Even if the problem of inappropriate broadcast content or people abusing the system is solved, there is still an issue that grows in importance with the growing size of the community. A difficulty worth specific focus is “inundation.” In order to make broadcasting to “everyone” effective as the size and diverse interests of the community increase, users must not feel inundated by the increased number of broadcasts. Avoiding inundation, while still maintaining the efficacy of the broadcast mechanism, is a top concern. ICT currently has two methods for handling inundation: filters and UI (user interface) control. Rate-limiting is a possibility that is under investigation.
Filtering broadcasts to everyone is one of the novel features of ICT. A user can specify one of two types of filters to control the broadcasts received from a particular community for any of the broadcast applications. The keyword filter is configured by listing a set of keywords that an incoming broadcast is tested against. The filter specifies whether the broadcasts containing these keywords are to be shown to the user or discarded. The shortcomings of this type of filter are readily apparent: How do I list my interests (or disinterests) effectively? At first glance it appears too limiting to be useful—but consider the user base. The real goal of providing a broadcast function is not to reach the whole community per se, but to reach a representative population. So if your user base grows, say, in the millions, there is a good chance that if a broadcast reading “How do I install MySQL on Redhat 8” is filtered out by a user that includes only “Linux” in his filter set, another user will receive that broadcast because his filter set includes “Redhat” and “Linux.”
As we all know, users’ preferences vary, and for some the prospect of missing out on any percentage of relevant broadcasts is unacceptable. Thus there is a need for more sophisticated filtering. The other type of filter currently available, an adaptive filter, is based on the Bayesian spam-filtering technique. If an adaptive filter is enabled and being trained by the user, each window that displays a broadcast includes a button that lets users classify the messages as types of messages they want to see or not.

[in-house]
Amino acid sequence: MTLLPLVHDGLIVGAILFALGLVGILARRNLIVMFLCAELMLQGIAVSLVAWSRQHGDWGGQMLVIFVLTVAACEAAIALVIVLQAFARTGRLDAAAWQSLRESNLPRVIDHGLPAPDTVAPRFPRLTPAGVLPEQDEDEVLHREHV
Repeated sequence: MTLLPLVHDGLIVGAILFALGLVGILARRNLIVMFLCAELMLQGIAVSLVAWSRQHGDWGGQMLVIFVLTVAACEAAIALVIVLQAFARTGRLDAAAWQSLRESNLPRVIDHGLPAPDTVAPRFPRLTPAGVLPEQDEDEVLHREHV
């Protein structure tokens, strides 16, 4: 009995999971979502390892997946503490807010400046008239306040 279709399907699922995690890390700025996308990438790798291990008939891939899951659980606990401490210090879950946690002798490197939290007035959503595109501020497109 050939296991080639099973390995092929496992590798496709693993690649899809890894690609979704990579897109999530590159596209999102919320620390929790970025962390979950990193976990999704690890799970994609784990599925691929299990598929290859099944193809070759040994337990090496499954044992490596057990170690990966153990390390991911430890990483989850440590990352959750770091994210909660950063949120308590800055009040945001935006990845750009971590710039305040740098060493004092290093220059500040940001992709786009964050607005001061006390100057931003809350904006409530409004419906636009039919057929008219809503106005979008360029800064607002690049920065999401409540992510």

Plans for advancements in filtering in future versions of ICT will include leveraging a number of sources of data to build filters automatically and update them dynamically according to the changing interests of the user. The goal would be to provide intelligent functionality that would act as a proxy for the user: Only show relevant messages. Resources such as chat transcripts, browsing history, e-mail, and others can be used to produce an interest profile that can be the basis for filtering or determining in what manner the broadcast is displayed. All information would be stored entirely on the client side. The user decides whether to interact with the broadcaster, so the privacy of those resources is not compromised.
Ideally, in the case where filters become highly effective, filtering could replace most static communities. Communities that represent teams of coworkers and have a defined list of members are important for communication among that team only for reasons of confidentiality or scope. For general issues such as “How do I install MySQL on Redhat 8?”, letting a filter determine the interested members has the potential to reach far more people and produce deeper discussion and interaction than if the query had to be categorized a priori.